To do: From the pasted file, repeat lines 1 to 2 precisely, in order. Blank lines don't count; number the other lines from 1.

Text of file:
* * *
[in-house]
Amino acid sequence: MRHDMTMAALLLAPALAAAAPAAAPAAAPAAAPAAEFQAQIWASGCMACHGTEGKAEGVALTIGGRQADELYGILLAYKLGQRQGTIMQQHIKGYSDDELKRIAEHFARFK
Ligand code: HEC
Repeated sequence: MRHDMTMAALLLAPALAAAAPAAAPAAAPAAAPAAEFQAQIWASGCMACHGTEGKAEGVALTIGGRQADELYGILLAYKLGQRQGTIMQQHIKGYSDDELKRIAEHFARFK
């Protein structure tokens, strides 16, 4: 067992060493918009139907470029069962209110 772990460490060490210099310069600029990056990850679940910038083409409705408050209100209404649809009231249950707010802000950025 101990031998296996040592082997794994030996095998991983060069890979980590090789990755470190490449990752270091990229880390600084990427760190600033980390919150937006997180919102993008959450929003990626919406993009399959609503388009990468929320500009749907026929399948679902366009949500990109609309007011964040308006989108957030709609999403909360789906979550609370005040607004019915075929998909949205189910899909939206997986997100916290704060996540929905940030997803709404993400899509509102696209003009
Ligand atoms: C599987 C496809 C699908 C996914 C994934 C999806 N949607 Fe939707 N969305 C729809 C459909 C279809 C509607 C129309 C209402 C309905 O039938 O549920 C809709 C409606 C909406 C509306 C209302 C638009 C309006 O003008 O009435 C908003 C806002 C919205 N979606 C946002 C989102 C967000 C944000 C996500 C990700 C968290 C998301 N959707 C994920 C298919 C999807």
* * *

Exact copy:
[in-house]
Amino acid sequence: MRHDMTMAALLLAPALAAAAPAAAPAAAPAAAPAAEFQAQIWASGCMACHGTEGKAEGVALTIGGRQADELYGILLAYKLGQRQGTIMQQHIKGYSDDELKRIAEHFARFK